25 January 2013

Precision Indexing: Basics of Selective XML Indexes in SQL Server 2012

Seldom has a SQL Server Service pack had such an effect on database development as when SQL Server 2012 SP1 introduced selective XML indexes. These transform the practicality of querying large amounts of XML data. Seth Delconte demonstrates how and why this feature makes all the difference.

SQL Server 2012 has introduced a brand-new feature called ‘Selective XML Indexes’, available in the SP1 update. Selective XML indexes work to extend the existing XML indexing options by offering what can be a much more efficient indexing solution. Selective XML indexes have the benefits of standard XML indexes, but have a dramatically reduced storage and maintenance requirement. They can be customized during creation to accommodate specific types of XML queries.

How Are Selective XML Indexes Different?

One of the main compromises of using standard XML indexes is that you’re likely to have to use huge amounts of disk space to store the index. When a standard XML index is created, the entire XML document or fragment is shredded to provide a relational version of the data because a relational index table is actually created from the nodes in the XML document. This index table is usually many times larger than the original size of the XML document. Even if you only need to query certain nodes or paths, the XML indexing process shreds all portions of the document. Selective XML indexes, however, shred only the node paths of the XML document that are explicitly specified on index creation – thereby greatly reducing the index overhead in terms of storage space and creation time. Therefore, the main advantages of using a selective XML index over standard XML indexes are:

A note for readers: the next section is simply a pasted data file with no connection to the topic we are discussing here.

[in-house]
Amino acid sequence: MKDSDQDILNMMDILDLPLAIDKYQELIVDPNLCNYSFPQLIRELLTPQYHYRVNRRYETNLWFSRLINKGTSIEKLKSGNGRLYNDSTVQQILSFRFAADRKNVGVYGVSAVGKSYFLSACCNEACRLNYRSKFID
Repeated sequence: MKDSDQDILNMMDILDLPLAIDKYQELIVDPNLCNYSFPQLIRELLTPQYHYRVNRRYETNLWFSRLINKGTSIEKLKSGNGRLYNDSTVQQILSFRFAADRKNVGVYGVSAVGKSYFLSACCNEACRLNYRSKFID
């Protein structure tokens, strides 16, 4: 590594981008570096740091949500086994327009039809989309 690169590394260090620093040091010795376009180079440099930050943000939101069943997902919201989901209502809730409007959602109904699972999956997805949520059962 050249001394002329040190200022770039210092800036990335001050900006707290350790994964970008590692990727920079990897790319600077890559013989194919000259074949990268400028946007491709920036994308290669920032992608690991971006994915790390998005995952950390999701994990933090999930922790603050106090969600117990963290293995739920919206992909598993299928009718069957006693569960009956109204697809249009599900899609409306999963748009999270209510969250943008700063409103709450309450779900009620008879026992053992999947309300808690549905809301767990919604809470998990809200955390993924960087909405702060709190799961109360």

• Greatly decreased storage requirements
  • Greatly decreased index creation times
  • Greatly decreased index maintenance costs

Selective XML Index Basics

To demonstrate the advantages of selective XML indexes, let’s run a script that will generate an XML representation of the SalesOrderHeader and SalesOrderDetails tables from the AdventureWorks2012 sample database:

The reason we’ve added the ‘ID’ column to our new Sales_XML table is because a primary key is required in order to use selective XML indexes. After we’ve run the above script, let’s take a look at a random XML fragment:

You’ll notice that the XML fragment contains relevant data from the SalesOrderHeader record, combined with data from all associated SalesOrderDetail records. In this case, there are two associated SalesOrderDetail records. We can quickly verify that this is an accurate count by checking the originating table:


There are indeed two SalesOrderDetail records for SalesOrderID 67180. We will also check to see that a record has been generated for every sales order (SalesHeaderOrder record):


This verifies that there exists an XML fragment (containing all related SalesOrderDetail records) in the new Sales_XML table for every SalesOrderID in the SalesOrderHeader table.

Now that we have XML data, we can start experimenting with a selective XML index. Although we are only allowed to have one selective XML index per XML column, we can customize a single index to work with several types of XML queries. Initially, let’s plan on writing queries that filter the XML fragments by SalesPersonID, like the following:

This query will give us the number of sales orders that were handled by the salesperson having ID #276. Let’s run the query before we add a selective XML index – but first we’ll SET STATISTICS TIME ON so we can see the query time before and after creating the index:

Now we’ll run the above ‘sales order count’ query:


In the Messages tab, we see that the query execution time was 428 ms:


To see if we can speed up this type of query, we’ll create a basic selective XML index: